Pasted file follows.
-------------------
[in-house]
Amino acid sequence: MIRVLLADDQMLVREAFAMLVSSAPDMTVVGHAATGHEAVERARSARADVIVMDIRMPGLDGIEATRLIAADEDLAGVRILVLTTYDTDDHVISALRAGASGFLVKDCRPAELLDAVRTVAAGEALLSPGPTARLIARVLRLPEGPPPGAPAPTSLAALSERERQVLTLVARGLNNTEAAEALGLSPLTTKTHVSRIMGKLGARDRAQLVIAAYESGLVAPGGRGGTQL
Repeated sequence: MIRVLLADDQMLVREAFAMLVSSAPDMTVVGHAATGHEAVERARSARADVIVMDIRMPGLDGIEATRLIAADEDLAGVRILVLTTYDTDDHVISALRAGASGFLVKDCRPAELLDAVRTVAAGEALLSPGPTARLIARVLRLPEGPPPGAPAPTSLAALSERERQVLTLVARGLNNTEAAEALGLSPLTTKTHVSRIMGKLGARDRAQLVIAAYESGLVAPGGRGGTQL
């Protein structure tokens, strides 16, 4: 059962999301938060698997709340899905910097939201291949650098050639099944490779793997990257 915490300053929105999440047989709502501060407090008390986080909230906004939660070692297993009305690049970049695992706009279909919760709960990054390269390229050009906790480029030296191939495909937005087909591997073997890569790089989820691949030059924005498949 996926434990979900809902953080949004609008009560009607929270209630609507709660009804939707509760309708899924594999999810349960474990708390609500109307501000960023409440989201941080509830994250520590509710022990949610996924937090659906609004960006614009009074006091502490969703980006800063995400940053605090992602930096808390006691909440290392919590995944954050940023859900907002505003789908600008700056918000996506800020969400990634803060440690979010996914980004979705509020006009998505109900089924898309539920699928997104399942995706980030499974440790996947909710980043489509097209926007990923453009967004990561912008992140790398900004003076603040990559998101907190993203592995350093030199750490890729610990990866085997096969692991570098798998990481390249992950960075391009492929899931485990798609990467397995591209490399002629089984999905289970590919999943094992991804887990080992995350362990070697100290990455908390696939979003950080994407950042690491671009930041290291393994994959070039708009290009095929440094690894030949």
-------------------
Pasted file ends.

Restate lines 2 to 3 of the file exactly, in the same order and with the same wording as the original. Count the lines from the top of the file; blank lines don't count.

Amino acid sequence: MIRVLLADDQMLVREAFAMLVSSAPDMTVVGHAATGHEAVERARSARADVIVMDIRMPGLDGIEATRLIAADEDLAGVRILVLTTYDTDDHVISALRAGASGFLVKDCRPAELLDAVRTVAAGEALLSPGPTARLIARVLRLPEGPPPGAPAPTSLAALSERERQVLTLVARGLNNTEAAEALGLSPLTTKTHVSRIMGKLGARDRAQLVIAAYESGLVAPGGRGGTQL
Repeated sequence: MIRVLLADDQMLVREAFAMLVSSAPDMTVVGHAATGHEAVERARSARADVIVMDIRMPGLDGIEATRLIAADEDLAGVRILVLTTYDTDDHVISALRAGASGFLVKDCRPAELLDAVRTVAAGEALLSPGPTARLIARVLRLPEGPPPGAPAPTSLAALSERERQVLTLVARGLNNTEAAEALGLSPLTTKTHVSRIMGKLGARDRAQLVIAAYESGLVAPGGRGGTQL